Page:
A taco wasn't what mobile phone giant Nokia had in mind when it launched an ambitious effort to crack the portable video game market and dethrone longtime leader Nintendo Co. a few months ago.
Since then, the Finnish phone maker's $300 N-Gage -- a game machine with a phone -- has been largely ignored by consumers and roundly ravaged by critics who have derided what they see as its awkward design and ungainly form.
"It's too expensive," said GameSpy.com editor Dave Kosak. "You have to take apart the whole thing to put in a new game cartridge. Then you have to put it back together and wait for it to boot up again. The batteries don't last very long.
"And when you hold it up to your face to use the phone, it looks like a taco."
Nokia acknowledges that the N-Gage may not be perfect. If it isn't, that doesn't mean the company won't one day manage to dethrone Nintendo, maker of the perennially popular Game Boy.
"They don't have to be successful on the first go," said Sam May, a telecommunications analyst with U.S. Bancorp Piper Jaffray. "They're open to failure because they're trying to go where no one's gone before."
Nokia, which last year made 40% of all the mobile phones sold in the world, not surprisingly wants to capitalize on the demand for fancy handsets that play music, take pictures or play games. It does not want to get stuck supplying the bare-bones, low-margin units that wireless companies give away free.
"Nokia believes portable devices will converge with cellphones," May said. "So why sit around and wait for someone else to do that? Why not go on the offensive and do it yourself?"
According to Nokia, it has sold 400,000 N-Gages worldwide since the device went on the market Oct. 7. Some analysts believe the number is closer to 200,000 -- with most of those sales in Europe, where the phone is offered at a steep discount with some wireless subscriptions.
Whichever the number, it's small in comparison with sales of Nintendo's $100 Game Boys, which fly off the shelves at a rate of 1 million a month.
Executives at Nokia, which posted revenue of $31 billion last year, say they aren't discouraged. In fact, the company already is working on a second version of the N-Gage and plans to have more than 80 games for it available next year.
"The way we see it, we're just on level one of this game, and we're trying to get to level two," said Nada Usina, Nokia's general manager of entertainment and media for North America. "We're in this business for the long haul. We're in this game because we want to win it."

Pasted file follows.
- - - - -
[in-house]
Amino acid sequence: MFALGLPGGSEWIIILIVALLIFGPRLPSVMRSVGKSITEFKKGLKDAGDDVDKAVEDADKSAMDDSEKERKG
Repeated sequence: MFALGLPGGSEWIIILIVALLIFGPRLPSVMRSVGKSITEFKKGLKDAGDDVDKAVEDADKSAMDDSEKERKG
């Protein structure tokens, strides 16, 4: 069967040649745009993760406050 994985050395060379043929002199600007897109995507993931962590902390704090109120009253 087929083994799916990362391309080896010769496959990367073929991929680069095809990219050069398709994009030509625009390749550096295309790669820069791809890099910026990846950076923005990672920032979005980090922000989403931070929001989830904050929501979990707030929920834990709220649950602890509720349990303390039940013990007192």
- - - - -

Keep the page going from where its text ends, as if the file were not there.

Nokia will have another rival next year, when consumer electronics giant Sony Corp. plans to introduce its own device to vie for a piece of the $3.7-billion hand-held games market. The PSP will play music, movies and games. It will not, however, include a phone.
Others have tried to depose Nintendo, which has sold 160 million Game Boys since 1989. The Japanese company credits Game Boy's success to a single-minded focus on games, rather than trying to cram too many features into a sleek case.
The device's current iteration, Game Boy Advance SP, "is just perfect," Kosak of GameSpy.com said. "You can play tons and tons of games on it. The design is really nice. And the batteries last a long time. You can't underestimate how important battery life is for this audience."
As for the N-Gage, Kosak can't say anything nice. Few game enthusiasts have. Games Industry, a British website, cited the N-Gage's "appallingly poor design." Other critics have compared its bulky, oblong shape to a Frisbee or a burrito.
Wall Street analysts have echoed the negative reviews.
"It's a $300 paperweight," said Michael Pachter, a game industry analyst with Wedbush Morgan Securities.
Electronics Boutique Holdings Corp., one of the two game retailers stocking the N-Gage, missed its target of selling 12,000 units at its 1,400 stores in October, contributing to a disappointing quarter.
The bestselling individual N-Gage game in October was "Tomb Raider," which sold 2,960 copies, according to market research firm NPDFunworld. THQ Inc.'s "MLB Slam" baseball game sold just 153 copies.
"I don't think the performance is giving anyone reasons to throw parties," said Tim Walsh, president of THQ's wireless games business, who nevertheless believes the N-Gage is "a really strong concept."
To accelerate sales, Nokia in late October offered a $100 instant rebate at Electronics Boutique and Gamestop, the other retailer stocking the device. Nokia has launched a $100-million global marketing campaign for the N-Gage.
Nokia would have to sell 7 million N-Gages and more than 10 million games to begin making money, a goal unlikely to be achieved for another year or so, according to a UBS Securities report.
That may never happen. But Nokia is seeding the market by paying game publishers to develop titles for the device.
Activision Inc. in Santa Monica made a version of its "Tony Hawk Pro Skater" game, originally released four years ago on the PlayStation. Calabasas-based THQ has developed three titles for the N-Gage. And Eidos of Britain released a "Tomb Raider" game.